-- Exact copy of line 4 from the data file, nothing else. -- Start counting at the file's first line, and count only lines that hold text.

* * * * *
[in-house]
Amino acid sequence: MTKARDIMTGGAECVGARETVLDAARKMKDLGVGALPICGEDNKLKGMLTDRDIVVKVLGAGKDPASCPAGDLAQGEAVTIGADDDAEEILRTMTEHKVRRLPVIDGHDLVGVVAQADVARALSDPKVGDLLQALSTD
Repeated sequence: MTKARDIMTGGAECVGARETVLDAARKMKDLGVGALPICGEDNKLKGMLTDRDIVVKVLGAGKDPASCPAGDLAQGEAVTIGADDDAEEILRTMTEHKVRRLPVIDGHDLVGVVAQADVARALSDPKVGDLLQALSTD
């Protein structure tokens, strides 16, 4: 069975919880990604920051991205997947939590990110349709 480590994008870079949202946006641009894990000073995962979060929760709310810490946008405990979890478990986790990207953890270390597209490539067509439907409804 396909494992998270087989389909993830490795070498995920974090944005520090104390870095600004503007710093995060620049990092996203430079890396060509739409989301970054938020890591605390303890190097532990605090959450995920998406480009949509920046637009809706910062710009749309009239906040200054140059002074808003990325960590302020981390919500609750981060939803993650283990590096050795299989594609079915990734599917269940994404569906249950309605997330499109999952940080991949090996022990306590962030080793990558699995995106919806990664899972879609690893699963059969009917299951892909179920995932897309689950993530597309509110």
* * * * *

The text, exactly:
């Protein structure tokens, strides 16, 4: 069975919880990604920051991205997947939590990110349709 480590994008870079949202946006641009894990000073995962979060929760709310810490946008405990979890478990986790990207953890270390597209490539067509439907409804 396909494992998270087989389909993830490795070498995920974090944005520090104390870095600004503007710093995060620049990092996203430079890396060509739409989301970054938020890591605390303890190097532990605090959450995920998406480009949509920046637009809706910062710009749309009239906040200054140059002074808003990325960590302020981390919500609750981060939803993650283990590096050795299989594609079915990734599917269940994404569906249950309605997330499109999952940080991949090996022990306590962030080793990558699995995106919806990664899972879609690893699963059969009917299951892909179920995932897309689950993530597309509110």